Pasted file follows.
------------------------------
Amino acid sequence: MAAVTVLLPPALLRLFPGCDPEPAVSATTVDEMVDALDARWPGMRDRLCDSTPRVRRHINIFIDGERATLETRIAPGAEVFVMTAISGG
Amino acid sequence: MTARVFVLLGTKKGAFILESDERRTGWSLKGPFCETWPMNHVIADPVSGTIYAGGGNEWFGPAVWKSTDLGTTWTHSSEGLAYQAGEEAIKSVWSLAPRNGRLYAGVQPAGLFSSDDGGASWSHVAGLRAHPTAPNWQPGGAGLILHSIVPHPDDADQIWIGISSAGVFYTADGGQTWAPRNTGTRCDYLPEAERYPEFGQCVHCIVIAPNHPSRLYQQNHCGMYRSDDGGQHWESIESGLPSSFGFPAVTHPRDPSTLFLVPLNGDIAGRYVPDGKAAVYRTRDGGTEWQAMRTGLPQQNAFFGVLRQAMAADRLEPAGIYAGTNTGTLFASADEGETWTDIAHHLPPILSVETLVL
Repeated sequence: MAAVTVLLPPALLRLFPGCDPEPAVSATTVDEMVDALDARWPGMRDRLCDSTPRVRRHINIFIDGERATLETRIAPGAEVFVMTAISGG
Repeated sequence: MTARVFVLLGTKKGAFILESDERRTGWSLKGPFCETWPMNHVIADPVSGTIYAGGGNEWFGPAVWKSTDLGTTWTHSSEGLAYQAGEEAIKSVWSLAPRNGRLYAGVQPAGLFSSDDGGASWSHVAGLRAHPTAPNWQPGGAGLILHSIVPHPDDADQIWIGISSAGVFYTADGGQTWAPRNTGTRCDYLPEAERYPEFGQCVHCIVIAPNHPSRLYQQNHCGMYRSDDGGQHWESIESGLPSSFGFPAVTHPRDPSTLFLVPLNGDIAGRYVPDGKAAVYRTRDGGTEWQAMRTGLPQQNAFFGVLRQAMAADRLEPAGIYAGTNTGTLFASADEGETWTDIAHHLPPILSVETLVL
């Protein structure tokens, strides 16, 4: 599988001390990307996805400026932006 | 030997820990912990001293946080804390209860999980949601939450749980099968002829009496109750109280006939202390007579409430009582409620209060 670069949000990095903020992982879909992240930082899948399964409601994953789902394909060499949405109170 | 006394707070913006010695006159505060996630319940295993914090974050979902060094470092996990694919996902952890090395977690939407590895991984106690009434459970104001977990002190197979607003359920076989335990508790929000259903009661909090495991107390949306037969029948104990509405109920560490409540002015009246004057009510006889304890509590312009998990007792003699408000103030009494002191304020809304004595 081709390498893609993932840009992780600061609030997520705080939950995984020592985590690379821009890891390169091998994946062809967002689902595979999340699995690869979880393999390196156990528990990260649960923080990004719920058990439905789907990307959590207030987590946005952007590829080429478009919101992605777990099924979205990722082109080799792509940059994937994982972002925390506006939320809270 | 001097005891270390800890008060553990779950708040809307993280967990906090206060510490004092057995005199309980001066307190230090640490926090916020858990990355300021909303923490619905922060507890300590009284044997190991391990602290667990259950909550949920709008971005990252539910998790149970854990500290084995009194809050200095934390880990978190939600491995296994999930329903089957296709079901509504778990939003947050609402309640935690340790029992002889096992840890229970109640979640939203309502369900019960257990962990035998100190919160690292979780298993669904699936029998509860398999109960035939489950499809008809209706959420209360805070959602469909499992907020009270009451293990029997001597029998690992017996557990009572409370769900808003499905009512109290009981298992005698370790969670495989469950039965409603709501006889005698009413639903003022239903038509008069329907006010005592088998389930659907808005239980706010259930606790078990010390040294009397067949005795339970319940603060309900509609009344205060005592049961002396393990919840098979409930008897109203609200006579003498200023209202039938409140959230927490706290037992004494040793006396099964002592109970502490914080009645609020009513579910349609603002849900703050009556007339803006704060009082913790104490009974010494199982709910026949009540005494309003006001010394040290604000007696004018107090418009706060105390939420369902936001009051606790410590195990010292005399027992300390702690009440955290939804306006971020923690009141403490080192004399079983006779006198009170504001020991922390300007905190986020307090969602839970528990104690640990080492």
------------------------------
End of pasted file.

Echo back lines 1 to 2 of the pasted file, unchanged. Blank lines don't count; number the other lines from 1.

Amino acid sequence: MAAVTVLLPPALLRLFPGCDPEPAVSATTVDEMVDALDARWPGMRDRLCDSTPRVRRHINIFIDGERATLETRIAPGAEVFVMTAISGG
Amino acid sequence: MTARVFVLLGTKKGAFILESDERRTGWSLKGPFCETWPMNHVIADPVSGTIYAGGGNEWFGPAVWKSTDLGTTWTHSSEGLAYQAGEEAIKSVWSLAPRNGRLYAGVQPAGLFSSDDGGASWSHVAGLRAHPTAPNWQPGGAGLILHSIVPHPDDADQIWIGISSAGVFYTADGGQTWAPRNTGTRCDYLPEAERYPEFGQCVHCIVIAPNHPSRLYQQNHCGMYRSDDGGQHWESIESGLPSSFGFPAVTHPRDPSTLFLVPLNGDIAGRYVPDGKAAVYRTRDGGTEWQAMRTGLPQQNAFFGVLRQAMAADRLEPAGIYAGTNTGTLFASADEGETWTDIAHHLPPILSVETLVL